Included in this issue: ENRC granted right to appeal litigation privilege ruling; Transparency International report on bribery in Latin America and the Caribbean; FCA ends investigation into former Barclays executive; and more...
ENRC granted right to appeal litigation privilege ruling
Eurasian Natural Resources Corporation (ENRC) has been given the right to appeal a ruling from the High Court requiring disclosure of documents to the Serious Fraud Office (SFO). The SFO had previously issued a compulsory notice requiring various documents to be provided as part of the SFO's long running investigation into ENRC regarding allegations of fraud and bribery.
The High Court ordered in May that certain documents, including internal investigation interview material along with the product of a books and records review conducted by external accountants were not covered by litigation privilege. This was on the basis that the documents were not produced when litigation was contemplated and were not created for the sole or dominant purpose of conducting litigation.
Lawyers for ENRC had previously described the High Court decision as "unprincipled and illogical".
NCA releases its annual SARs report
The National Crime Agency (NCA) has released its annual report on Suspicious Activity Reports (SARs). Between October 2015 and September 2016 nearly 420,000 SARs were submitted to the NCA, a near 10% increase compared to the previous reporting period. The number of Defence Against Money Laundering SARs submitted increased by 24% on the previous reporting period to nearly 18,000 submissions. Some 1,242 consent SARs were refused.
The Chair of the SARs Regime Committee said: "it is abundantly clear that the SARs regime is vital in tackling many sorts of criminality…SARs provide valuable information and intelligence from the private sector that would otherwise not be visible to law enforcement".
Bribery and Corruption
Transparency International report on bribery in Latin America and the Caribbean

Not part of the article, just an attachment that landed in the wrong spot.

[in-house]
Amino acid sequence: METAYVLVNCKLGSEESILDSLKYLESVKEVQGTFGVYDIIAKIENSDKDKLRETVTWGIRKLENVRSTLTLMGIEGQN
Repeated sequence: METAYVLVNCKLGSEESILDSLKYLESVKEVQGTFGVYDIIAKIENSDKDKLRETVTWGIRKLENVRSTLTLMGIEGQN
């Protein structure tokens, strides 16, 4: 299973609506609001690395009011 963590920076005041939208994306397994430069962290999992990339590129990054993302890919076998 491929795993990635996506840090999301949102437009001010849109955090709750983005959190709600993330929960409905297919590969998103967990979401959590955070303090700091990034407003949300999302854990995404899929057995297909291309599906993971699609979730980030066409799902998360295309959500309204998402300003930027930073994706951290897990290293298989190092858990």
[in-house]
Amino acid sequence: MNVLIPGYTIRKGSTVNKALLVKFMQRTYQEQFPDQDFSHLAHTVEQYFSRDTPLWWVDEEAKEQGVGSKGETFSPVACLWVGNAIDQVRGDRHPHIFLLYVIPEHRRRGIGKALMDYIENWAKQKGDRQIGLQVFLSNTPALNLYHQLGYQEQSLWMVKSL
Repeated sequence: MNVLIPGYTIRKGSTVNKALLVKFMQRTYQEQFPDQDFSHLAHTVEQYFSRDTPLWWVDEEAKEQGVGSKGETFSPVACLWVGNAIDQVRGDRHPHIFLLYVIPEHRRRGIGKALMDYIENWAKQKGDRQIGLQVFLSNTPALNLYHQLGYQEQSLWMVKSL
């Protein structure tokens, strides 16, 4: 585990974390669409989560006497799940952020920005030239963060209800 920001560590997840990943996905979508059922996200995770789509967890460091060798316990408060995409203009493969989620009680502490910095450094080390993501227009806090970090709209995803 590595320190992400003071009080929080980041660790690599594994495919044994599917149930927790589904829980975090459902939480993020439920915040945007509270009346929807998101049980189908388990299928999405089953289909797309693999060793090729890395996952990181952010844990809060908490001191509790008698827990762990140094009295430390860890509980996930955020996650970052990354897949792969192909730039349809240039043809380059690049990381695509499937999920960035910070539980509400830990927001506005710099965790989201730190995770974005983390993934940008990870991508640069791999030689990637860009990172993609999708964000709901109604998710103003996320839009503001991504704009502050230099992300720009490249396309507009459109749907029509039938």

Transparency International has published a report as part of its Global Corruption Barometer series after speaking with citizens from 20 countries in Latin America and the Caribbean.
Transparency International found that corruption across the region rose over the last twelve months and made a number of recommendations to combat the endemic bribery in the region, including investing in online applications for public services to reduce face-to-face interactions with officials, and ensuring official fees for services are clearly and publically displayed.
Airbus CEO prepares staff for conclusion of corruption case
Tom Enders, Airbus Chief Executive, has written to its 130,000 staff to prepare them for "turbulent and confusing times", in respect of the various fraud, bribery and corruption investigations into the company.
In his letter, Mr Enders recognised that the investigations could lead to "significant penalties" against the company but defended the decision to self-report.
Former CFO of Dewey and LeBoeuf avoids prison sentence
Joel Sanders, the former Chief Financial Officer of Dewey and LeBoeuf, was sentenced following his conviction for defrauding investors in the run-up to the firm's 2012 collapse. Mr Sanders, and other less senior employees, were convicted of having used "illegal accounting adjustments" to disguise the firm's financial troubles from investors in its bonds.
Mr Sanders avoided a prison sentence but was order to conduct 750 hours of community service and given a $1 million fine.
FCA ends investigation into former Barclays executive
The Financial Conduct Authority has dropped its investigation into former Barclays executive, Richard Boath, concerning his role in Barclays' £11.8 billion fundraising deal with Qatar in 2008. The deal was part of Barclays' attempt to avoid coming under UK government control following the 2007-08 financial crisis.
Mr Boath still faces criminal charges of conspiracy to commit fraud by false representation. This charge was brought by the Serious Fraud Office in June. The FCA and SFO investigations had been running in parallel and it is thought that the FCA may re-open its investigation if Mr Boath is convicted by the SFO.
CBA faces class action over money laundering rule breaches